It all starts with you

Self care is necessary. It may seem like a big task when you feel tired. A lack of motivation is a sign of fatigue. But by eating a well balanced diet of slow-releasing energy foods like porridge, and healthy sugars like fruits is a good place to start. Keeping yourself hydrated is another way you can take care of yourself. A good diet will provide you with energy throughout the day to work through the fatigue, and will allow you to stay on track with your sleep plan. Drinking plenty of water can help you sleep better and keep you alert through the day. If you are at your best, then you will be able to stick to the plan.

Appreciate your partner

It’s easy to become irritated when you are feeling tired. This could lead to bickering arguments between both parents. None of which are meant to hurt feelings. The “I’m so tired” or “I’m more tired than you” bickering will form part of your day to day relationship. But, deep down, remembering to appreciate your partner is the only way to get through this stage of sleep deprivation. The mother may stay at home with the baby; a father may work. Each of you will think that the grass is greener. However, accepting that each of you have it tough will add a new dynamic to your relationship. Making you stronger than ever. You form part of a team when you become parents, so it’s essential to be kind to each other. This will help when implementing a sleep plan because it won’t be successful on the first try. It will require commitment from the pair of you to see it through.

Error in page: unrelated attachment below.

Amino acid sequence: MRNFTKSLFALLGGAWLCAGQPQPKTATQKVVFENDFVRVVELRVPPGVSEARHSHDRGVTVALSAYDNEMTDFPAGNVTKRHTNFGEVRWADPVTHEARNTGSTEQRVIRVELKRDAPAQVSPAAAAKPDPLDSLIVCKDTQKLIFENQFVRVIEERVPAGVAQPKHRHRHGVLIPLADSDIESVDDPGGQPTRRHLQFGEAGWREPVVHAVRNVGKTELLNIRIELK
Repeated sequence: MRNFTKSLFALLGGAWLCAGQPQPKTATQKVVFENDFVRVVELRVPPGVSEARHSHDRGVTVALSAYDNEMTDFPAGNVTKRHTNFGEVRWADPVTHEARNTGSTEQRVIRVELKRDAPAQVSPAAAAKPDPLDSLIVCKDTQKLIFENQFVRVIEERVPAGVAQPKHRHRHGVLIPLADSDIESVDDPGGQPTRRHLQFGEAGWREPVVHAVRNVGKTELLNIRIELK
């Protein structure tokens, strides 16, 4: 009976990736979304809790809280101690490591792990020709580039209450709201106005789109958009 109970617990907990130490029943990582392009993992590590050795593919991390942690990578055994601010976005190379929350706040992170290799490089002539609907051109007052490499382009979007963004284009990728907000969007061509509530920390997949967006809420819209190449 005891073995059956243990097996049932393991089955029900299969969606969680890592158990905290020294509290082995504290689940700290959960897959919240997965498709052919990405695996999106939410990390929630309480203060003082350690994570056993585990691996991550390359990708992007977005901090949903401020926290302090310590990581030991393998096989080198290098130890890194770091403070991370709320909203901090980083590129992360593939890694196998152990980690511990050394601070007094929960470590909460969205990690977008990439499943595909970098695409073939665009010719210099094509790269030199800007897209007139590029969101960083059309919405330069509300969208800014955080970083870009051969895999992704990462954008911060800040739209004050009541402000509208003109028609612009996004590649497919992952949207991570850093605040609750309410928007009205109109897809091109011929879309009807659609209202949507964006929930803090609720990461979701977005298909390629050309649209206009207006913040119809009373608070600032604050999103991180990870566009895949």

Decide what will work for you

Once you have established the groundwork, the next thing to work on is finding a method for the nighttime wakings that’s right for you. What will work for one parent may not work for you. Be open minded and research these tactics. Controlled crying can be effective, but it can emotionally affect a mother, as well as the baby. You could decide to soothe your baby each time they wake. But this could potentially create a habit that might be difficult to crack in the future. Another way is to use timings of night feeds. By adding 15 minutes between each night feed, every few days will gradually allow your child to last longer between feeds. Again, try a few different tactics. Once you realise what will work for you be consistent with your chosen method.

The beauty of the power nap

A sleep plan will only be enforced if you feel alert yourself. This is where a power nap can be of huge value. The advice you may hear most is to sleep when the baby sleeps. But, let’s face it, life can get in the way of that. Plus too much sleep can cause you the same feelings of fatigue. A power nap should be short and just what you need to re-charge.

Accept this period of your life and embrace it

Finally, accepting that the sleep deprivation is just a time of your life that will soon improve, is the best course of action. Babies don’t stay newborn for long. So embrace each moment, tired or not, and enjoy this rollercoaster ride of parenthood. You may find yourself doing it all again in the not so distant future.